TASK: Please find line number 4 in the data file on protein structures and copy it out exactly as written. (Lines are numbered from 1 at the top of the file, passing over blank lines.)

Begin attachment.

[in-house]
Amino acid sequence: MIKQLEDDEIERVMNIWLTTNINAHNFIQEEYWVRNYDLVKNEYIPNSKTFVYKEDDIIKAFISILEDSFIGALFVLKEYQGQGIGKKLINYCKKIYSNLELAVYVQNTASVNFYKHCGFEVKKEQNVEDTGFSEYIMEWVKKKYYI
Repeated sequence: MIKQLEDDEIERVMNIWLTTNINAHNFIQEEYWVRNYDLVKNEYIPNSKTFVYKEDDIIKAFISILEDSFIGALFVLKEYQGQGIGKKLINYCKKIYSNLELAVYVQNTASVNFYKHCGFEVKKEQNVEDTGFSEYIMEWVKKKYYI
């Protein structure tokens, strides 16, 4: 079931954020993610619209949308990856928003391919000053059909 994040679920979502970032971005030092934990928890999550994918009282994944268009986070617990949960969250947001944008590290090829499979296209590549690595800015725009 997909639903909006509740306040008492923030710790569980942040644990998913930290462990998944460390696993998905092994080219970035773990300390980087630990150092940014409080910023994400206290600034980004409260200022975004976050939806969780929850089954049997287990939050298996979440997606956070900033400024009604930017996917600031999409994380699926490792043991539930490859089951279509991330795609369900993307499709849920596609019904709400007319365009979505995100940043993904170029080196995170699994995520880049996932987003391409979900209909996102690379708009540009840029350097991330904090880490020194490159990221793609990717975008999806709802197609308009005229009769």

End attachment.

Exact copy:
């Protein structure tokens, strides 16, 4: 079931954020993610619209949308990856928003391919000053059909 994040679920979502970032971005030092934990928890999550994918009282994944268009986070617990949960969250947001944008590290090829499979296209590549690595800015725009 997909639903909006509740306040008492923030710790569980942040644990998913930290462990998944460390696993998905092994080219970035773990300390980087630990150092940014409080910023994400206290600034980004409260200022975004976050939806969780929850089954049997287990939050298996979440997606956070900033400024009604930017996917600031999409994380699926490792043991539930490859089951279509991330795609369900993307499709849920596609019904709400007319365009979505995100940043993904170029080196995170699994995520880049996932987003391409979900209909996102690379708009540009840029350097991330904090880490020194490159990221793609990717975008999806709802197609308009005229009769």